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International Journal of Computer Vision

, Volume 127, Issue 1, pp 1–21 | Cite as

Structural Constraint Data Association for Online Multi-object Tracking

  • Ju Hong Yoon
  • Chang-Ryeol Lee
  • Ming-Hsuan Yang
  • Kuk-Jin YoonEmail author
Article
  • 536 Downloads

Abstract

Online two-dimensional (2D) multi-object tracking (MOT) is a challenging task when the objects of interest have similar appearances. In that case, the motion of objects is another helpful cue for tracking and discriminating multiple objects. However, when using a single moving camera for online 2D MOT, observable motion cues are contaminated by global camera movements and, thus, are not always predictable. To deal with unexpected camera motion, we propose a new data association method that effectively exploits structural constraints in the presence of large camera motion. In addition, to reduce incorrect associations with mis-detections and false positives, we develop a novel event aggregation method to integrate assignment costs computed by structural constraints. We also utilize structural constraints to track missing objects when they are re-detected again. By doing this, identities of the missing objects can be retained continuously. Experimental results validated the effectiveness of the proposed data association algorithm under unexpected camera motions. In addition, tracking results on a large number of benchmark datasets demonstrated that the proposed MOT algorithm performs robustly and favorably against various online methods in terms of several quantitative metrics, and that its performance is comparable to offline methods.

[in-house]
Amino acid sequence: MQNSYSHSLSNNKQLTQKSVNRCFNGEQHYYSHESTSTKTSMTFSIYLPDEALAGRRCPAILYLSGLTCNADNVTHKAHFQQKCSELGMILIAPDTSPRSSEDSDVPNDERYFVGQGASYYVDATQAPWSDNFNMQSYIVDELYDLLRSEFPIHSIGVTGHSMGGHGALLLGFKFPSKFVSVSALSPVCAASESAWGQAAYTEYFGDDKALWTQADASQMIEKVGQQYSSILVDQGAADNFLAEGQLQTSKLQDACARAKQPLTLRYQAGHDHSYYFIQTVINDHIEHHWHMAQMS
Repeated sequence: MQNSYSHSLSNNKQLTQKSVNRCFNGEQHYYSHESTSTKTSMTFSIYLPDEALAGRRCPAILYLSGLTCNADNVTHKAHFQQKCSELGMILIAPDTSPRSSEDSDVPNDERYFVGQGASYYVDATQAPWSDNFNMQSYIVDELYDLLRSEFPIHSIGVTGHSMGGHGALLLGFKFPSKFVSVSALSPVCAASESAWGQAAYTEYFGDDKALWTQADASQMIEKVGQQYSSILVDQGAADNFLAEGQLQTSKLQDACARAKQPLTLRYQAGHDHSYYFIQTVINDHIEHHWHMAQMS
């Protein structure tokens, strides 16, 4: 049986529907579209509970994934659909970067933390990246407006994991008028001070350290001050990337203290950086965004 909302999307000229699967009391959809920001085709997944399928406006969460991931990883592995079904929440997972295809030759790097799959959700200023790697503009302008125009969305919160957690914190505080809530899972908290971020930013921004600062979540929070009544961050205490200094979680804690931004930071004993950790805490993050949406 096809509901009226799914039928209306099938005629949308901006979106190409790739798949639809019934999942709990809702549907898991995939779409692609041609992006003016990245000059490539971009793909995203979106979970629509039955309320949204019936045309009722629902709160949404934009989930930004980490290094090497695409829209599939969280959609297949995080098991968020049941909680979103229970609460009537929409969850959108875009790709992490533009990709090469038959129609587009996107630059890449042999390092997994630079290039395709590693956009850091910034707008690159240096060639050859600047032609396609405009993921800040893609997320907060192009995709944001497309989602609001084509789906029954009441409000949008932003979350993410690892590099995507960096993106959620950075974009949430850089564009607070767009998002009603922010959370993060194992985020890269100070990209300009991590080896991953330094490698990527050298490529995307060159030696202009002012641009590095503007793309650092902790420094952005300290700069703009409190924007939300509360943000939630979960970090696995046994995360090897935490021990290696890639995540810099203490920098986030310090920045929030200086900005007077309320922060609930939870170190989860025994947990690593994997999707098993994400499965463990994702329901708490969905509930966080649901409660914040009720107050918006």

Keywords

Multi-object tracking Data association Structural constraint 

Notes

Acknowledgements

This work was partially supported by ‘The Cross-Ministry Giga KOREA Project’ grant funded by the Korea government (MSIT) (No. GK18P0200, Development of 4D reconstruction and dynamic deformable action model based hyper-realistic service technology and No. GK18P0300, Real-time 4D reconstruction of dynamic objects for ultra-realistic service). The work was also partially supported by IITP grant funded by the Korea government (MSIP) (2014-0-00059) and Samsung Research Funding Center of Samsung Electronics under Project Number SRFC-TC1603-05. M.-H. Yang is supported in part by the the NSF CAREER Grant #1149783.

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Copyright information

© Springer Science+Business Media, LLC, part of Springer Nature 2018

Authors and Affiliations

  1. 1.Korea Electronics Technology InstituteSeongnamRepublic of Korea
  2. 2.Electrical Engineering and Computer ScienceGwangju Institute of Science and TechnologyGwangjuRepublic of Korea
  3. 3.Electrical Engineering and Computer ScienceUniversity of California at MercedMercedUSA
  4. 4.Department of Mechanical EngineeringKorea Advanced Institute of Science and TechnologyDaejeonRepublic of Korea

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